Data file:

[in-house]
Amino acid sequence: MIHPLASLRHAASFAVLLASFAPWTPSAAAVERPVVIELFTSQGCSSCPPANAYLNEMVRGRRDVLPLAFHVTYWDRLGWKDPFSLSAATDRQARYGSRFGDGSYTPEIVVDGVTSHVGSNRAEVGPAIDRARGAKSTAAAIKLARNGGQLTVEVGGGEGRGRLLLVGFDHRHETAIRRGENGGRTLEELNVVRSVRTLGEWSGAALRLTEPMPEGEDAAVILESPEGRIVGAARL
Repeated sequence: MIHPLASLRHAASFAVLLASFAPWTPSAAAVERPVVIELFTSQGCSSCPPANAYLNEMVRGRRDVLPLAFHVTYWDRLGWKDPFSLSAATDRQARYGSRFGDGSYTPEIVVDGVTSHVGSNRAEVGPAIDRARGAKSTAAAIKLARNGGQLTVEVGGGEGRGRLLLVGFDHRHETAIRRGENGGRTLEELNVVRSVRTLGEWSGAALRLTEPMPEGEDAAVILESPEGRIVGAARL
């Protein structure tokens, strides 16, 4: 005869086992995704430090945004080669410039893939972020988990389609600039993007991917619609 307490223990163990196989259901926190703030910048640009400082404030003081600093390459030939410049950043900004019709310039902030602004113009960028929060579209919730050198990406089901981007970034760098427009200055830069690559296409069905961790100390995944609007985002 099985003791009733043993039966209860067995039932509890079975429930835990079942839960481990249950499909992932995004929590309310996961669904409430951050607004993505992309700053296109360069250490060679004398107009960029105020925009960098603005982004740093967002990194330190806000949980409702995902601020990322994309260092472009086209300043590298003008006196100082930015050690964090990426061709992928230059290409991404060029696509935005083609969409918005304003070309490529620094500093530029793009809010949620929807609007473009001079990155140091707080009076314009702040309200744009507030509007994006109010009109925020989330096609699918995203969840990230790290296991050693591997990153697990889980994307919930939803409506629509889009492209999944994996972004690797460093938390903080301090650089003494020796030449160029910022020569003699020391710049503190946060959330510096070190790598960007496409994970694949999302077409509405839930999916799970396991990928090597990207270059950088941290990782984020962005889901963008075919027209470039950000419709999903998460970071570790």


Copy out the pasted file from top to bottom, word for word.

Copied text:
[in-house]
Amino acid sequence: MIHPLASLRHAASFAVLLASFAPWTPSAAAVERPVVIELFTSQGCSSCPPANAYLNEMVRGRRDVLPLAFHVTYWDRLGWKDPFSLSAATDRQARYGSRFGDGSYTPEIVVDGVTSHVGSNRAEVGPAIDRARGAKSTAAAIKLARNGGQLTVEVGGGEGRGRLLLVGFDHRHETAIRRGENGGRTLEELNVVRSVRTLGEWSGAALRLTEPMPEGEDAAVILESPEGRIVGAARL
Repeated sequence: MIHPLASLRHAASFAVLLASFAPWTPSAAAVERPVVIELFTSQGCSSCPPANAYLNEMVRGRRDVLPLAFHVTYWDRLGWKDPFSLSAATDRQARYGSRFGDGSYTPEIVVDGVTSHVGSNRAEVGPAIDRARGAKSTAAAIKLARNGGQLTVEVGGGEGRGRLLLVGFDHRHETAIRRGENGGRTLEELNVVRSVRTLGEWSGAALRLTEPMPEGEDAAVILESPEGRIVGAARL
């Protein structure tokens, strides 16, 4: 005869086992995704430090945004080669410039893939972020988990389609600039993007991917619609 307490223990163990196989259901926190703030910048640009400082404030003081600093390459030939410049950043900004019709310039902030602004113009960028929060579209919730050198990406089901981007970034760098427009200055830069690559296409069905961790100390995944609007985002 099985003791009733043993039966209860067995039932509890079975429930835990079942839960481990249950499909992932995004929590309310996961669904409430951050607004993505992309700053296109360069250490060679004398107009960029105020925009960098603005982004740093967002990194330190806000949980409702995902601020990322994309260092472009086209300043590298003008006196100082930015050690964090990426061709992928230059290409991404060029696509935005083609969409918005304003070309490529620094500093530029793009809010949620929807609007473009001079990155140091707080009076314009702040309200744009507030509007994006109010009109925020989330096609699918995203969840990230790290296991050693591997990153697990889980994307919930939803409506629509889009492209999944994996972004690797460093938390903080301090650089003494020796030449160029910022020569003699020391710049503190946060959330510096070190790598960007496409994970694949999302077409509405839930999916799970396991990928090597990207270059950088941290990782984020962005889901963008075919027209470039950000419709999903998460970071570790």